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The unedited full-text of the 1906 Jewish Encyclopedia
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KIHAYA – Title of the political representatives of the rayas, i.e., the non-Mohammedan Turkish subjects, at the Porte. The Jewish representative is proposed by the chief rabbi of the central consistory of the Jews of Constantinople, his...
KIKKAR – 1. The central and more extensive part of the Jordan valley, referred to in Gen. xiii. 10, 12; xix. 17, 25, 28, 29; Deut. xxxiv. 3; II Sam. xviii. 23; I Kings vii. 46; II Chron. iv. 17; Ezek. xlvii. 8. At a later period Kikkar...
KIL'AYIM – Name of a treatise of the Mishnah, Tosefta, and the Palestinian Talmud. It belongs to the order Zera'im, and deals with the exact definition of the Pentateuchal prohibitions (Lev. xix. 19; Deut. xxii. 9-11) which forbid the...
KI LO NA'EH – A hymn, beginning thus, in the home-ritual for Passover eve, and one of the latest constituents of the Seder Haggadah, dating from the fifteenth century (see Haggadah). It was originally intended for the first night of the...
KIMBERLEY – See South Africa.
ḲIMḤI – Name of a family of scholars, the earliest known members of which lived at the end of the eleventh and in the twelfth century. The name was so common that it was used by R. Michael in his "Seder ha-Geṭ" as a paradigm word. It is...
ḲIMḤI, SOLOMON – Turkish rabbinical author; lived at Constantinople in the middle of the nineteenth century. In 1862 he published "Meleket Shelomoh," in which he tried to prove that the Karaites are animals, that it is forbidden to teach them...
ḲINAH – Classes of Ḳinot. Lamentation chanted in honor of the dead; it has a halting movement peculiar to itself, and ranges from a dirge or wail to the elegiac form (comp. David's elegies on the deaths of Saul and Jonathan [II Sam. i....
KINANAH – Opponent of Mohammed; son of the poet Al-Rabi' ibn Abu al-Ḥuḳaiḳ, who flourished at Medina in the seventh century, prior to the appearance of Mohammed at that town. He had two brothers—Al-Rabi' and Sallam; all three were...
KINDBETTBRIEF – See Childbirth.
KINDERFREUND, ARYEH LÖB – Polish scholar; born at Zamosc, government of Lublin, 1798; died at Lemberg 1873. In the earlier part of his life he was in very good circumstances, but he soon lost his fortune and had to make use of his knowledge of classical...
KINDLING OF LIGHTS – See Lights.
KING – Chief ruler of a nation.—Biblical Data: In Jewish history the first ruler called "king" was Saul, son of Kish, but in Palestine almost every chieftain bore this title. According to Josh. xi. 1-2, the country contained numbers of...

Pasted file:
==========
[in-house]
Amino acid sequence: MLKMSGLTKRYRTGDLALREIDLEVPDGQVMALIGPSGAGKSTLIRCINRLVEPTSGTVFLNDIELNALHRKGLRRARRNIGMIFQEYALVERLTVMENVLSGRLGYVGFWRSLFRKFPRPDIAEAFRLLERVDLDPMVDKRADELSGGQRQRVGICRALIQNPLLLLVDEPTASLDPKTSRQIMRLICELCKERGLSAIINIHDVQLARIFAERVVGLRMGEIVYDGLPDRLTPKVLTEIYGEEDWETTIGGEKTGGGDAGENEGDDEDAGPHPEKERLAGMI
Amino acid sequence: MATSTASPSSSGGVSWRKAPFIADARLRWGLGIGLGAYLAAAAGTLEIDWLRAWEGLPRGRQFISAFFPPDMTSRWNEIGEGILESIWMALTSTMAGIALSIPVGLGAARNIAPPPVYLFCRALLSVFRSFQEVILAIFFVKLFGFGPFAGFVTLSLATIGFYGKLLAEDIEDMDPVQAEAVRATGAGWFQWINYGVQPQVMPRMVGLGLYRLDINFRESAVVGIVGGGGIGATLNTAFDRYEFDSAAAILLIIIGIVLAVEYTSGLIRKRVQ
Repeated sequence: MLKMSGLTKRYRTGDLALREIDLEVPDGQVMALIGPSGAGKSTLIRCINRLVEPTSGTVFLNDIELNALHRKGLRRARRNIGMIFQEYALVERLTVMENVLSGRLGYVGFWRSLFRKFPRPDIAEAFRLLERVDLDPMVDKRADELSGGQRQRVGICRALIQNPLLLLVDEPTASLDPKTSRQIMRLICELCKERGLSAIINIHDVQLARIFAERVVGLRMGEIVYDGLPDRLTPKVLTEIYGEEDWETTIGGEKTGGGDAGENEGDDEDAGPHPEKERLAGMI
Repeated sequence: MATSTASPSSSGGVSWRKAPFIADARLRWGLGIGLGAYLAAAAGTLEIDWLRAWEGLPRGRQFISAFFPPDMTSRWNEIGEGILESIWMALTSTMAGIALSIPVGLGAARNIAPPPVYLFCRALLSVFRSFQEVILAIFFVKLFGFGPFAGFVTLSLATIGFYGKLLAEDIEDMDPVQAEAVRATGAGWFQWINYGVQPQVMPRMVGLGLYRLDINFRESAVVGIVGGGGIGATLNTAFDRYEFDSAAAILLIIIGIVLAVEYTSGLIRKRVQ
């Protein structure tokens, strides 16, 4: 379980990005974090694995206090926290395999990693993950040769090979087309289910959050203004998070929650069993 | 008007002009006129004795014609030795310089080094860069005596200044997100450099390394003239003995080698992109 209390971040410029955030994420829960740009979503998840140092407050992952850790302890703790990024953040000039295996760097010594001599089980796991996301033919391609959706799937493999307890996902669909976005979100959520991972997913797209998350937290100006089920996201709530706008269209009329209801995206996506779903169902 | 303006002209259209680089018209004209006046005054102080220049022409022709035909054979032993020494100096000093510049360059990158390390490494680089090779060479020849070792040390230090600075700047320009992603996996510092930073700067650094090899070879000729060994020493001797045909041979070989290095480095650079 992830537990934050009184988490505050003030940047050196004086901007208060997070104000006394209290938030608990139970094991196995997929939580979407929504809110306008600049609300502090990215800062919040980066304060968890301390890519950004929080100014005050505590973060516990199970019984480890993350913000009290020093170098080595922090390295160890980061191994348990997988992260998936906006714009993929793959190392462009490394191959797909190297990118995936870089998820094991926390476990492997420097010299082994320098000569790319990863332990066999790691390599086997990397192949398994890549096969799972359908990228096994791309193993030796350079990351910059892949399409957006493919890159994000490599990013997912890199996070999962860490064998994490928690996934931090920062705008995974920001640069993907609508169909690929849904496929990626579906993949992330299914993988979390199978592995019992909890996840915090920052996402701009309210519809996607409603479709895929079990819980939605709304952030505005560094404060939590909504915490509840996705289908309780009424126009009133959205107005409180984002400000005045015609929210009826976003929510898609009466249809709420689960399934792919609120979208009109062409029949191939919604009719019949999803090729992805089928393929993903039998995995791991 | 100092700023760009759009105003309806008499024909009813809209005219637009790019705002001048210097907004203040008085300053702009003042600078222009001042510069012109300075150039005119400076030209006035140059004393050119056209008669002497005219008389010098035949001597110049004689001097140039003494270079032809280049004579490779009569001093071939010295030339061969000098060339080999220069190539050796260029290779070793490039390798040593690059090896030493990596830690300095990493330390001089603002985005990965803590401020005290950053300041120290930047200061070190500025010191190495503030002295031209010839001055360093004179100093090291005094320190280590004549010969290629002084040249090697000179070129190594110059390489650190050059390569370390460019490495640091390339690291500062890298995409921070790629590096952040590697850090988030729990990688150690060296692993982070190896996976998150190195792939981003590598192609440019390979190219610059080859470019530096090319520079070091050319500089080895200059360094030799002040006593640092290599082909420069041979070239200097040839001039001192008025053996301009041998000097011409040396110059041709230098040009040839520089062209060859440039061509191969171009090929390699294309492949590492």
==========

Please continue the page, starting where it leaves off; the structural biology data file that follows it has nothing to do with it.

KINGDOM OF GOD – Targum to Zech. xiv. 9 and Ob. 21; "Malkut Shaddai ": 'Alenu; and "Malkut Shamayim": Ber. ii. 2, and elsewhere in Mishnah and Haggadah): Reign or sovereignty of God as contrasted with the kingdom of the worldly powers. The hope...
KINGS, BOOKS OF – Biblical Data: Fourth book of the second canonical division of the Hebrew Bible, the Prophets ( ). It contains a history of the kings of Judah and of Israel from the last days of David till the capture of Zedekiah by...
KINGSTON – See Jamaica.
ḲINNIM – Name of a treatise of the Mishnah in the series Ḳodashim. The Pentateuchal law ordains the sacrifice of two turtle-doves or of two young pigeons for a person that has been cured of an issue (Lev. xv. 14-15, 28-29). A similar...
KINSHIP – See Family and Family Life.
KINSMAN – See Family and Family Life.
ḲINYAN – See Alienation and Acquisition.
KIPPURIM, YOM HA- – See Atonement, Day of.
KIR – A people and country subject to the Assyrian empire. In II Kings xvi. 9 and Amos i. 5, ix. 7, Kir is mentioned as the place whither the Syrians went before they settled in the regions north of Palestine, and to which...
KIRALFY, IMRE – Musical composer; born in Budapest, Hungary, Jan. 1, 1845. He received his musical education at Budapest, Vienna, and Paris. Kiralfy, who commenced composition of music at the age of twelve, is the author, originator, and...
KIRCHHEIM, RAPHAEL – German scholar; born in Frankfort-on-the-Main 1804; died there Sept. 6, 1889. For some time he was shoḥeṭ in the Orthodox congregation of Samson Raphael Hirsch in Frankfort, in which city he spent his whole life. He assented to...
KIRIMI, ABRAHAM – Crimean rabbi of the fourteenth century. According to Firkovitch ("C. I. H." No. 50), Kirimi was a proselyte and a pupil of Aaron ben Joseph the Karaite. He derived his name from his native town Kirim, or Sulehat, in the...